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Steps to take when selling Maloof rocker?

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Forum topic by yellowtruck75 posted 07-31-2010 08:26 PM 1351 views 0 times favorited 4 replies Add to Favorites Watch
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yellowtruck75

464 posts in 2527 days


07-31-2010 08:26 PM

I am about to finish my 3rd rocking chair, this one will be my first Maloof inspired chair. What should my fist steps be in selling it? I am not looking to get rich on them (atleast not right now ;)) but I don’t want to give them away. What steps do I need to know to ship something this large? Do people use this site, their own, ebay, etc. to list them? I really like making these chairs and want to continue but I don’t have any space to store them. Sorry for all the questions.

Thanks
YT


4 replies so far

View Mark Shymanski's profile

Mark Shymanski

5314 posts in 3173 days


#1 posted 08-03-2010 05:45 AM

There have been lots of discussions here on pricing and marketing your work. I would search these out and then perhaps refine your questions based on what you’ve read.

-- "Checking for square? What madness is this! The cabinet is square because I will it to be so!" Jeremy Greiner LJ Topic#20953 2011 Feb 2

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richgreer

4541 posts in 2535 days


#2 posted 08-03-2010 02:59 PM

I think prices at the Amana Furniture Shop may be a good reference point for you.

http://www.amanafurniture.com/

I say this because everything is hand made by an individual craftsman. The quality of their workmanship is incredible. They do commercially what many of us try to do in our workshops. No assembly lines.

Amana has a well established reputation and they have some (limited) success selling over the internet but for furniture of this quality, people want to see and feel the furniture before buying it.

I would look for a piece of furniture on their website that is comparable to yours and I would consider their price to be the maximum possible. Personally, I would probably price at about 75% of their price but that’s up to you. You probably don’t have the reputation they have (yet).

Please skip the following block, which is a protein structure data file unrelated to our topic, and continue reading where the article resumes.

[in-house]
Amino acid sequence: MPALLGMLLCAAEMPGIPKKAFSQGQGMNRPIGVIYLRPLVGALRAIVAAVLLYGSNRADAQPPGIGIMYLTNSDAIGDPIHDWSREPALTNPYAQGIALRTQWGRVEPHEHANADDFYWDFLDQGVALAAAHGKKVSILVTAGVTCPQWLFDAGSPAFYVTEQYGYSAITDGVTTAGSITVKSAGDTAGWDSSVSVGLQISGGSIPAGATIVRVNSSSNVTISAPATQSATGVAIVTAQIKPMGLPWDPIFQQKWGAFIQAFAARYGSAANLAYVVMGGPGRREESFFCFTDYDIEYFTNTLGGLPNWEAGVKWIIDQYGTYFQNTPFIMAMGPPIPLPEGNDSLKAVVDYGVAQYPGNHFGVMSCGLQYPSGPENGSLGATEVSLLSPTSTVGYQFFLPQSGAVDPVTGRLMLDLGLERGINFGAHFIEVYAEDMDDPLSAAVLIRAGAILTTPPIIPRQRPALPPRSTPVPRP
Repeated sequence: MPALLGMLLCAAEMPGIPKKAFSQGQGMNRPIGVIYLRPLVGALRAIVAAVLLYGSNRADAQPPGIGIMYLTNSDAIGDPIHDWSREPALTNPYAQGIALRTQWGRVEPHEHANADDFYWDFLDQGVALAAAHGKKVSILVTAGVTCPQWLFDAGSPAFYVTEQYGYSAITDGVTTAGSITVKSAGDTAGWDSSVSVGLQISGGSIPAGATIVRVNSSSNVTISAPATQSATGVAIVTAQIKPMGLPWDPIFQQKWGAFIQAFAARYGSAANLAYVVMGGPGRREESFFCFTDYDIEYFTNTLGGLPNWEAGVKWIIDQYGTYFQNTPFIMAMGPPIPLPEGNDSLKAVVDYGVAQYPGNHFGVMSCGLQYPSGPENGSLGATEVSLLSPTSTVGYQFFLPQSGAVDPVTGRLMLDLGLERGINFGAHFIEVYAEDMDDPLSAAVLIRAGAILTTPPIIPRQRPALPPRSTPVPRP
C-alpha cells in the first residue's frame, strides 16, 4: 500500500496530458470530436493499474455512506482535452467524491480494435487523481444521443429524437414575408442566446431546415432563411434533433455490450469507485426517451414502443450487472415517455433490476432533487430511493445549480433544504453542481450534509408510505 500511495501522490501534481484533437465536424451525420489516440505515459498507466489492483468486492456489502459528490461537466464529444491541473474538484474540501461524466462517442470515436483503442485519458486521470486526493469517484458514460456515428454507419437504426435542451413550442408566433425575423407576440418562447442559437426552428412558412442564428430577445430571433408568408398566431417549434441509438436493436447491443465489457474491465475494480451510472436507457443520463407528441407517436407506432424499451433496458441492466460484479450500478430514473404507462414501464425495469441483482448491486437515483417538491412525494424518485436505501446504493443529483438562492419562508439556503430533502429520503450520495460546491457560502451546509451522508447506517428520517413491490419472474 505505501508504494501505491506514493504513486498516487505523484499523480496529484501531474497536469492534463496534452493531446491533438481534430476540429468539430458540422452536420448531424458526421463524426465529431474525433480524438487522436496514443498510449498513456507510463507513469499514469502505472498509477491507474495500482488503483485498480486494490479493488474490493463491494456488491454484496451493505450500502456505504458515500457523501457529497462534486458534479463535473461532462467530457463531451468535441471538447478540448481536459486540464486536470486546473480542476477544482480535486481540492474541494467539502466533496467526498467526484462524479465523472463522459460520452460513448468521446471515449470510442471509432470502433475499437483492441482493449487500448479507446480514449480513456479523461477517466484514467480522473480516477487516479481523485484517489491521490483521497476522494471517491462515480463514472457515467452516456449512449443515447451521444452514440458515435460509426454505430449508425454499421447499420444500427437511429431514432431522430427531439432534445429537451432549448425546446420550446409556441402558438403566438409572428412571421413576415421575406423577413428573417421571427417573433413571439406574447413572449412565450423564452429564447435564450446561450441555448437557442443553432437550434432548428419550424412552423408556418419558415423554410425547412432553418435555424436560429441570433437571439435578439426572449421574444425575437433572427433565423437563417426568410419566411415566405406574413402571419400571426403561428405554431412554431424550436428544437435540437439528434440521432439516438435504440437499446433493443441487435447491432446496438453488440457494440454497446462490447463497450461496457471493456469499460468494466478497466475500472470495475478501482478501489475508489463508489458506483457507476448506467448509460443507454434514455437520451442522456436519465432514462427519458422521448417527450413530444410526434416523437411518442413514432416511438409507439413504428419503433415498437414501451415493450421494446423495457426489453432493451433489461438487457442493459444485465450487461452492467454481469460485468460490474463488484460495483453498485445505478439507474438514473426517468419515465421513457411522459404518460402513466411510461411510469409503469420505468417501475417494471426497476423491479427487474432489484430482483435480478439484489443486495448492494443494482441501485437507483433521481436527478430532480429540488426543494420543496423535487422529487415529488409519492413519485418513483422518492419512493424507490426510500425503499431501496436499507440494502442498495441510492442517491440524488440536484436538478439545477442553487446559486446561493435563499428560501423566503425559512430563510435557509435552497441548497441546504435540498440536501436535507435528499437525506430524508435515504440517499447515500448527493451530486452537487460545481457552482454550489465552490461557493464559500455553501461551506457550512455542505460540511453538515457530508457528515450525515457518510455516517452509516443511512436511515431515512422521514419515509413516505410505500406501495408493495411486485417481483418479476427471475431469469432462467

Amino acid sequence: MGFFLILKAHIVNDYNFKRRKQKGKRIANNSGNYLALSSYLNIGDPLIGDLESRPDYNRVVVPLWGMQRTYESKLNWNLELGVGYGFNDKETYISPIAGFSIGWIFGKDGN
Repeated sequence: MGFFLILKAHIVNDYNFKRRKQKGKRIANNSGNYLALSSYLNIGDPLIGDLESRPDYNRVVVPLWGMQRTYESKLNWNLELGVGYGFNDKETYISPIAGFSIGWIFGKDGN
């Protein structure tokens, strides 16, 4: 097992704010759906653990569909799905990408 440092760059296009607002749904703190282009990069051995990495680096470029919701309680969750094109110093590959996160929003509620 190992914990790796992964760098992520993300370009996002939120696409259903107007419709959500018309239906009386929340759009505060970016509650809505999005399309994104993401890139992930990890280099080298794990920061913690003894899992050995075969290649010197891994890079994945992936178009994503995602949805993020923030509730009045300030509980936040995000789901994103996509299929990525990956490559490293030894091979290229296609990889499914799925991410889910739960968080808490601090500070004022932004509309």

I would also encourage you to market in a way that encourages people to see and feel and even sit in your rocker. Personally, I would not buy something like this over the internet.

BTW – the Amana Furniture Shop is about 25 miles from where I live and they do offer tours and/or you can watch the craftsmen from behind a glass.

-- Rich, Cedar Rapids, IA - I'm a woodworker. I don't create beauty, I reveal it.

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tyskkvinna

1310 posts in 2446 days


#3 posted 08-03-2010 03:28 PM

I agree with Rich – this is not something I would buy over the internet. Well rephrase: If I had never bought anything from you before, I would not buy it over the internet. If I had the opportunity to purchase smaller (less expensive) works from you in the past, I would consider it. but something this big and expensive is going to be a major purchase, and unfortunately there’s a lot of sketchy people selling expensive things online… I have no reason to trust what you say about how good it is. I want to sit in it.

This sounds like the kind of item you would have better luck selling through local exposure. Are there any stores in your area that sell work by local artisans? That would be a good place to start (though keep in mind they are going to take a fair chunk of the money for selling it)... Craft fairs would be good if you also had smaller items, I really imagine it’s the sort of thing people will eventually buy after looking at it many times, buying a small thing to see they like your craftsmanship and business sense, and then purchasing the big ticket item.

-- Lis - Michigan - http://www.missmooseart.com - https://www.etsy.com/people/lisbokt

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richgreer

4541 posts in 2535 days


#4 posted 08-03-2010 07:40 PM

I’ve been thinking about this some more. What would I do it I had a single, upscale rocker to sell?

I would look for a business with a lobby and good traffic from upper income people. An attorney’s office or an architect’s office come to mind but I am sure there are many other options. Ask the business if you could display your chair in their lobby and offer the business a commission (10%) if it sells. You’d have to leave business cards and/or brochures and deal directly with the customer if they contact you to buy.

A private country club may be an excellent place to try this.

I think you would have better luck with a locally owned business as opposed to the local office of a national business.

Just an idea.

-- Rich, Cedar Rapids, IA - I'm a woodworker. I don't create beauty, I reveal it.

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